photo of someone touching a tablet screenTell a friend about the last time you went to visit a family member, and you’ll notice that you’re moving your hands and arms while telling the story. Your body is gesturing without you even thinking about it. It’s often thought that people gesture while they talk to convey information. Although that’s true, the latest theory is that the most important reason people gesture is because when you gesture you think better. (It’s an example of embodied cognition which I’ll cover in an upcoming blog post).

Gesturing to manipulate a device — Now we use gestures to use some of our devices (smartphones, tablets, smart watches, mixed reality).  Designers have been designing interactions with keyboards, mice, trackballs, track pads, pens, and touching with fingers. Moving forward we’ll use even more complicated hand, finger, and body movements as gestures for interacting with device interfaces. It’s now possible for people to “grab” something on a screen by making a grabbing motion in the air, or hold out a hand with the palm facing out to tell a robot to stop.

Natural gestures versus forced gestures — many gestures come naturally, others don’t. Moving a finger clockwise to signify that you want to rotate something is a natural gesture, as is holding up your hand with your palm out to tell someone or something to stop. Swiping with two fingers to mean one thing and swiping with three fingers to mean something else are not natural gestures.

Should people have to learn new gestures that aren’t natural to them in order to interact with devices? — You could argue that people often learn new movements to interact with devices. Many people type quickly on a keyboard without thinking about it, yet this is something they had to learn. On the other hand, if you have to read a manual to find out what gestures to use in order to use your latest gadget, that might not be a good thing.

What do you think?– Do we invest enough design time, energy, and knowledge when designing in gestures? Will people “just learn it” or should we be studying and applying natural gesturing more?


  • Feel free to gesture when you talk. It will help you think.
  • If you are designing a product that works with gestures spend some time first studying gestures that are natural and use those as much as possible.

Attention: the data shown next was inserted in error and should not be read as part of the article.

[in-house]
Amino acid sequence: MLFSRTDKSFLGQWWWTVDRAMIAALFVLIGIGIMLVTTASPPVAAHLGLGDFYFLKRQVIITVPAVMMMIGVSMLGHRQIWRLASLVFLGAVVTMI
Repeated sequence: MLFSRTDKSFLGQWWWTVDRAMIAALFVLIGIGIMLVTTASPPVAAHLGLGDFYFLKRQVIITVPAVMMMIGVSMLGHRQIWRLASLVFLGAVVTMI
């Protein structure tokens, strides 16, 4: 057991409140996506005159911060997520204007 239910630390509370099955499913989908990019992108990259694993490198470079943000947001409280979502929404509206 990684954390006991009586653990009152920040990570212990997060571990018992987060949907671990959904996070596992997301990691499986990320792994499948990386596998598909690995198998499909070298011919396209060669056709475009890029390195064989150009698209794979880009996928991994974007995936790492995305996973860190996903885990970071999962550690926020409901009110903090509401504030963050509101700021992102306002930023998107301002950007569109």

• Test your gesture designs out before you commit to them in hardware and software development.


If you liked this article, and want more info like it, check out my newest book: 100 MORE Things Every Designer Needs To Know About People.

Posted in design, Gestures, psychology Tagged with:

Reserve Your Speaking/Interview Slot Now

Photo from Business to Buttons conferenceWe’re putting together our speaking and interview calendar for the rest of 2016 and early 2017. In addition to yours truly (the brain lady), we’ve got another  person for you to consider to speak at your event or interview for your blog or podcast — my colleague, Guthrie. Guthrie is a behavioral economist with a degree in Economics from University of Wisconsin, Madison, and a law degree from Loyola University in Chicago. He is the host of our new HumanTech podcast. And, he’s also my son that joined our business full time last year!

4th quarters and 1st quarters are usually in high demand, so if you have an event coming up let us know.

Here are some of our most popular talks and topics right now:

Top 5 Things You Need To Know About People
Brain and behavioral science research is exploding with new and sometimes strange insights about how people perceive, pay attention, think, learn, and take action. We share our top 5 things you need to know about people, including surprising research on vision, unconscious mental processing, and what triggers our brains to make a decision.(We’ve just finished a new updated version with the latest research).

The Future of Human-Technology Interactions
Computer hardware and software has advanced to the point where industrial robots, driver-less cars, sociable robots, and virtual reality are real. If you are a designer you are or will be soon crafting the relationships between machines and people. Get a glimpse of the near (3-5 year) future and what that future means to the design of our interactions with technology.

From Sock Hop To Snapchat: Truths and Myths About Generational Differences
How does being in one generation versus another affect expectations for using technology, apps, and devices? We share the truths and myths about generations and how you can use these insights to better understand your products and design them for different generations.

See our website for more details.

And if you have an idea for a new topic for a talk or webinar email us ( and let us know your idea(s)!

Posted in psychology Tagged with: ,

The Next 100 Things You Need To Know About People: #112 — More nouns = more clicks

picture of someone pressing a button at a smartphoneIf you’ve ever had to name a button on a website, app, or landing page, then you’ve probably had the moment where you’re going back and forth between options.  Do I name the button “Sign up” or “Register”?  Do I use “Donate Now” or “Be a Donor”?

Is there a way to word requests, or buttons that encourages people to take action?